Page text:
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  • Science & Technology
  • Life Sciences & Biomedicine
  • Physiology

Nystatin as a probe for investigating the electrical properties of a tight epithelium


Journal Title:

Journal of General Physiology


Volume 70, Number 4


, Pages 427-440

Type of Work:

Article | Final Publisher PDF


The authors show how the antibiotic nystatin may be used in conjunction with microelectrodes to resolve transepithelial conductance G(t) into its components: G(a), apical membrane conductance; G(bl), basolateral membrane conductance; and G(j), junctional conductance. Mucosal addition of nystatin to rabbit urinary bladder in Na+-containing solutions caused G(t) to increase severalfold to ca. 460 μmho/μF, and caused the transepithelial voltage V(t) to approach +50 mV regardless of its initial value. From measurements of G(t) and the voltage-divider ratio as a function of time after addition or removal of nystatin, values for G(a), G(bl), and G(j) of untreated bladder could be obtained. Nystatin proved to have no direct effect on G(bl) or G(j) but to increase G(a) by about two orders of magnitude, so that the basolateral membrane then provided almost all of the electrical resistance in the transcellular pathway. The nystatin channel in the apical membrane was more permeable to cations than to anions. The dose-response curve for nystatin had a slope of 4.6. Use of nystatin permitted assessment of whether microelectrode impalement introduced a significant shunt conductance into the untreated apical membrane, with the conclusion that such a shunt was negligible in the present experiments. Nystatin caused a hyperpolarization of the basolateral membrane potential in Na+-containing solutions. This may indicate that the Na+ pump in this membrane is electrogenic.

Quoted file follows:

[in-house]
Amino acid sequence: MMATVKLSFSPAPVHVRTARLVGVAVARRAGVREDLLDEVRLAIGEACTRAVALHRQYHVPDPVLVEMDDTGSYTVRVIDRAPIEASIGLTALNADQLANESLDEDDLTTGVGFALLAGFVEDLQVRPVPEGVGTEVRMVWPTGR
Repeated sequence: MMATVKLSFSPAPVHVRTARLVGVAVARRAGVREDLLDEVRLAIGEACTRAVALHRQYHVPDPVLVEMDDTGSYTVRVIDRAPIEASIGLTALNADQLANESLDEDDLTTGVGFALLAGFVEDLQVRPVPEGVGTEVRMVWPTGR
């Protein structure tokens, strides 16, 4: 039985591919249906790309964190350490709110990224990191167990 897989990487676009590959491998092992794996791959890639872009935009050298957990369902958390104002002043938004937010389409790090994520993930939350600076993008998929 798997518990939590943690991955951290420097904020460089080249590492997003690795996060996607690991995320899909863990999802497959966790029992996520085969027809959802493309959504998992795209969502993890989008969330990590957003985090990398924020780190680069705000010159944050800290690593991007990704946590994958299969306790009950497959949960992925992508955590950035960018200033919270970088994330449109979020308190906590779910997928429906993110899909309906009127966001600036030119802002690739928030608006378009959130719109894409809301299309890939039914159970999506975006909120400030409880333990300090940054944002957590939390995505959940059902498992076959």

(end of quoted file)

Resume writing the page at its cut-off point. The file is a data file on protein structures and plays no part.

Copyright information:

This is an Open Access work distributed under the terms of the Creative Commons Attribution-NonCommercial-ShareAlike 4.0 International License (https://creativecommons.org/licenses/by-nc-sa/4.0/).
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